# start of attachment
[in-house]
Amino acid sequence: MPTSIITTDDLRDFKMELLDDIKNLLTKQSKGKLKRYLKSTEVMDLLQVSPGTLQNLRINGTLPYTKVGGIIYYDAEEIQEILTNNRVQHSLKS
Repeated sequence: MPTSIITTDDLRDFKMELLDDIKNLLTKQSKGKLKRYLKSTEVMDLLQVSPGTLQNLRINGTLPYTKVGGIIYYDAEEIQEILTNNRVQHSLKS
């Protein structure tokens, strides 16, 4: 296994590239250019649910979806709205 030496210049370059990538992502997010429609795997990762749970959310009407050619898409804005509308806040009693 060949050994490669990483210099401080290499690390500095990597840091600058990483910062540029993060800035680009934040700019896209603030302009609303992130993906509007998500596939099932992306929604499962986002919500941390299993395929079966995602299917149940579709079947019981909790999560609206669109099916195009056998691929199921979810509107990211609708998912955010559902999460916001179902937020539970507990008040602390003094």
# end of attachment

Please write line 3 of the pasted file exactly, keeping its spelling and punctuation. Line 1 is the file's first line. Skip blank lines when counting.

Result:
Repeated sequence: MPTSIITTDDLRDFKMELLDDIKNLLTKQSKGKLKRYLKSTEVMDLLQVSPGTLQNLRINGTLPYTKVGGIIYYDAEEIQEILTNNRVQHSLKS